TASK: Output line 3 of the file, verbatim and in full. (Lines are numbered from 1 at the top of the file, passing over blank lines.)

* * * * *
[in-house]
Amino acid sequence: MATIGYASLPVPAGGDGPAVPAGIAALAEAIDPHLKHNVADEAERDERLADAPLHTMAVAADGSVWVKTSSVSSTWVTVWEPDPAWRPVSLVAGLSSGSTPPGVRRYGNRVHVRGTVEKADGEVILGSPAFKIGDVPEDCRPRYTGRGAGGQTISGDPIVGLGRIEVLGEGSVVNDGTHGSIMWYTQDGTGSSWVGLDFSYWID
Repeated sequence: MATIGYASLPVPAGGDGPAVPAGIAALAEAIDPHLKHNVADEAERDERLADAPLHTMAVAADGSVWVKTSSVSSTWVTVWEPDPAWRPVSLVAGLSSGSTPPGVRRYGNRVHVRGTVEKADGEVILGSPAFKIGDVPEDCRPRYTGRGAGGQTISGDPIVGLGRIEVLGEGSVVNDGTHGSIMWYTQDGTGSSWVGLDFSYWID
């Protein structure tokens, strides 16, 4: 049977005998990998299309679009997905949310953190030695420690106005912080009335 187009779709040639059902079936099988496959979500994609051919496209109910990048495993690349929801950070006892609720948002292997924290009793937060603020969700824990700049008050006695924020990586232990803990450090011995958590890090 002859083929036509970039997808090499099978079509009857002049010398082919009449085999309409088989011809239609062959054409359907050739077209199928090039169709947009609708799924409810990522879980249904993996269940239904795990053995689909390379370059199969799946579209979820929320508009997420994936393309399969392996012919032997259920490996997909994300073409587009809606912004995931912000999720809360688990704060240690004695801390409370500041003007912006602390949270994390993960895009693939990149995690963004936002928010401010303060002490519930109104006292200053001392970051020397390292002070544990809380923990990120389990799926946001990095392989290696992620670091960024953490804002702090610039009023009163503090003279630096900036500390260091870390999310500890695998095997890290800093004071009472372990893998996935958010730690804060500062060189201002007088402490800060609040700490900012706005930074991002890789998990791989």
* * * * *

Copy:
Repeated sequence: MATIGYASLPVPAGGDGPAVPAGIAALAEAIDPHLKHNVADEAERDERLADAPLHTMAVAADGSVWVKTSSVSSTWVTVWEPDPAWRPVSLVAGLSSGSTPPGVRRYGNRVHVRGTVEKADGEVILGSPAFKIGDVPEDCRPRYTGRGAGGQTISGDPIVGLGRIEVLGEGSVVNDGTHGSIMWYTQDGTGSSWVGLDFSYWID